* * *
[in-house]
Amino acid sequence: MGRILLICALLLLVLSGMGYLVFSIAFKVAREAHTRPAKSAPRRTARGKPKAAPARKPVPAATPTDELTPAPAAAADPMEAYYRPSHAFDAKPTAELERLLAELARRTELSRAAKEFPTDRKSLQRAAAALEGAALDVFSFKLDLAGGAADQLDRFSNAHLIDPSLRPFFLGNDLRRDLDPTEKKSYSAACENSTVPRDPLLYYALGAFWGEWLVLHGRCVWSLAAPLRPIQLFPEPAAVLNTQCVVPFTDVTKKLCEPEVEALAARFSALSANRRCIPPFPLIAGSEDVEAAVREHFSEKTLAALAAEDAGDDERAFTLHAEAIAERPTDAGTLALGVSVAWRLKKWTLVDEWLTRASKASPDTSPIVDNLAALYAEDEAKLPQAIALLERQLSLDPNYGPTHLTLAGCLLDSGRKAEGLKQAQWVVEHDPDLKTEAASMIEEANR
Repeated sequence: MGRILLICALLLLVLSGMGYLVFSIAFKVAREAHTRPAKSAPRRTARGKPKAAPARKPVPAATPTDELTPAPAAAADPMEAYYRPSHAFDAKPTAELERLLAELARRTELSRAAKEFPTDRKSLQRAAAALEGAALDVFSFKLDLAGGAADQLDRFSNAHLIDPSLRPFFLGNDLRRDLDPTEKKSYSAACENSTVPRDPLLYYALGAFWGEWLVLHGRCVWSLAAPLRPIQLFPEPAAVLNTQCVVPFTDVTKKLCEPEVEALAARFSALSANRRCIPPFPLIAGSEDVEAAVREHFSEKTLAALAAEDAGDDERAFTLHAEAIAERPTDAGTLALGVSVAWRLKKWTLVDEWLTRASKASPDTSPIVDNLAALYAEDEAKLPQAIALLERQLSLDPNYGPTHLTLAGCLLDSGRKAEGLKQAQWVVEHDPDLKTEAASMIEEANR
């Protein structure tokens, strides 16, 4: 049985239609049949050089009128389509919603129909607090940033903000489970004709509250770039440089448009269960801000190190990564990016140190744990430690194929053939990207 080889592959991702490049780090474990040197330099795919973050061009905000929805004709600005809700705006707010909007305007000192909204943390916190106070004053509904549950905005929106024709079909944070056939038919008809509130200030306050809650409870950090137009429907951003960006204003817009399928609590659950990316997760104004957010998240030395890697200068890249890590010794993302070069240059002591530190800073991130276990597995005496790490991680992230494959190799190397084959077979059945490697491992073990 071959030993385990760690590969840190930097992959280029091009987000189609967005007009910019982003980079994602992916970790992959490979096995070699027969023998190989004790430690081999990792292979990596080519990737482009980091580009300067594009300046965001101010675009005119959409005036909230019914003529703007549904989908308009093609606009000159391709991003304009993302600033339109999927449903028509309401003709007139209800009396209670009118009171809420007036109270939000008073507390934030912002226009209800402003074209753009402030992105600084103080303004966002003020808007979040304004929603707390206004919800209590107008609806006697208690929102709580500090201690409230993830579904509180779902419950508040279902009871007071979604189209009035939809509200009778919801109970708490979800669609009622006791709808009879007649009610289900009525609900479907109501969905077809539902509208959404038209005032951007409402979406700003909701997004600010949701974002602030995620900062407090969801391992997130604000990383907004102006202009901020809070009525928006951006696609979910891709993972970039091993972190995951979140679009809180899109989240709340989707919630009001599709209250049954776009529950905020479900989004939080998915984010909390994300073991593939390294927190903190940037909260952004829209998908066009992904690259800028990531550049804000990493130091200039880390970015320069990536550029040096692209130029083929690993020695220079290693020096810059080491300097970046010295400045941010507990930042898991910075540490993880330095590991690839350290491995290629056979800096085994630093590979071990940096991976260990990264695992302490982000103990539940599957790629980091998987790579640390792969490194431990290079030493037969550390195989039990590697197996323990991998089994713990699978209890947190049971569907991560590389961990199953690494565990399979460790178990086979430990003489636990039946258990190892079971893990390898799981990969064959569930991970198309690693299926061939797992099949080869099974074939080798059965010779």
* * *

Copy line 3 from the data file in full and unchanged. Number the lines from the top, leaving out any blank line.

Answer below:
Repeated sequence: MGRILLICALLLLVLSGMGYLVFSIAFKVAREAHTRPAKSAPRRTARGKPKAAPARKPVPAATPTDELTPAPAAAADPMEAYYRPSHAFDAKPTAELERLLAELARRTELSRAAKEFPTDRKSLQRAAAALEGAALDVFSFKLDLAGGAADQLDRFSNAHLIDPSLRPFFLGNDLRRDLDPTEKKSYSAACENSTVPRDPLLYYALGAFWGEWLVLHGRCVWSLAAPLRPIQLFPEPAAVLNTQCVVPFTDVTKKLCEPEVEALAARFSALSANRRCIPPFPLIAGSEDVEAAVREHFSEKTLAALAAEDAGDDERAFTLHAEAIAERPTDAGTLALGVSVAWRLKKWTLVDEWLTRASKASPDTSPIVDNLAALYAEDEAKLPQAIALLERQLSLDPNYGPTHLTLAGCLLDSGRKAEGLKQAQWVVEHDPDLKTEAASMIEEANR